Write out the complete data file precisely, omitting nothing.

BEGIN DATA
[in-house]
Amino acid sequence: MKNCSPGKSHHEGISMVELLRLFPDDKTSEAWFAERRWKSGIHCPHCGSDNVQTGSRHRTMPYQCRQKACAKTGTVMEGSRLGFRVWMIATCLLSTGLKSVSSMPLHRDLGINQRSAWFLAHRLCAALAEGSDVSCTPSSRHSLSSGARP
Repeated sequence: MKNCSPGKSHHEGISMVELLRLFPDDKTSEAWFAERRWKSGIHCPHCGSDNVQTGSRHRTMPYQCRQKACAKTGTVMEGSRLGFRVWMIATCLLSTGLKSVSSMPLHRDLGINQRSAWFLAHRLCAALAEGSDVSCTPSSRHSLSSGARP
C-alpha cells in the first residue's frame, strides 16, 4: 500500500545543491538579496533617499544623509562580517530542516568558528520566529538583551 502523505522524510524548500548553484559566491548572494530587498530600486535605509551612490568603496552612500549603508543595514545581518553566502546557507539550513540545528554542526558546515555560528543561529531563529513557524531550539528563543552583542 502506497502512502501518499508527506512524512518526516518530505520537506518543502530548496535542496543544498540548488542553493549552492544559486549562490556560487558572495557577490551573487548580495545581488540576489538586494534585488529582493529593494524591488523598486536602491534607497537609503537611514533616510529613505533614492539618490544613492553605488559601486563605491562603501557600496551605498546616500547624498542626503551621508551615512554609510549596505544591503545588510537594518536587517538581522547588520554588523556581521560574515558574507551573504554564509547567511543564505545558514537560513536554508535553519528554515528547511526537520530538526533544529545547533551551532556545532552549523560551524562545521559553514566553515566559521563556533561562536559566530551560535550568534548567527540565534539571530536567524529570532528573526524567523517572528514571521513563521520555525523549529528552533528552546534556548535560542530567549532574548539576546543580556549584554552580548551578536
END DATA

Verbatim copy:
[in-house]
Amino acid sequence: MKNCSPGKSHHEGISMVELLRLFPDDKTSEAWFAERRWKSGIHCPHCGSDNVQTGSRHRTMPYQCRQKACAKTGTVMEGSRLGFRVWMIATCLLSTGLKSVSSMPLHRDLGINQRSAWFLAHRLCAALAEGSDVSCTPSSRHSLSSGARP
Repeated sequence: MKNCSPGKSHHEGISMVELLRLFPDDKTSEAWFAERRWKSGIHCPHCGSDNVQTGSRHRTMPYQCRQKACAKTGTVMEGSRLGFRVWMIATCLLSTGLKSVSSMPLHRDLGINQRSAWFLAHRLCAALAEGSDVSCTPSSRHSLSSGARP
C-alpha cells in the first residue's frame, strides 16, 4: 500500500545543491538579496533617499544623509562580517530542516568558528520566529538583551 502523505522524510524548500548553484559566491548572494530587498530600486535605509551612490568603496552612500549603508543595514545581518553566502546557507539550513540545528554542526558546515555560528543561529531563529513557524531550539528563543552583542 502506497502512502501518499508527506512524512518526516518530505520537506518543502530548496535542496543544498540548488542553493549552492544559486549562490556560487558572495557577490551573487548580495545581488540576489538586494534585488529582493529593494524591488523598486536602491534607497537609503537611514533616510529613505533614492539618490544613492553605488559601486563605491562603501557600496551605498546616500547624498542626503551621508551615512554609510549596505544591503545588510537594518536587517538581522547588520554588523556581521560574515558574507551573504554564509547567511543564505545558514537560513536554508535553519528554515528547511526537520530538526533544529545547533551551532556545532552549523560551524562545521559553514566553515566559521563556533561562536559566530551560535550568534548567527540565534539571530536567524529570532528573526524567523517572528514571521513563521520555525523549529528552533528552546534556548535560542530567549532574548539576546543580556549584554552580548551578536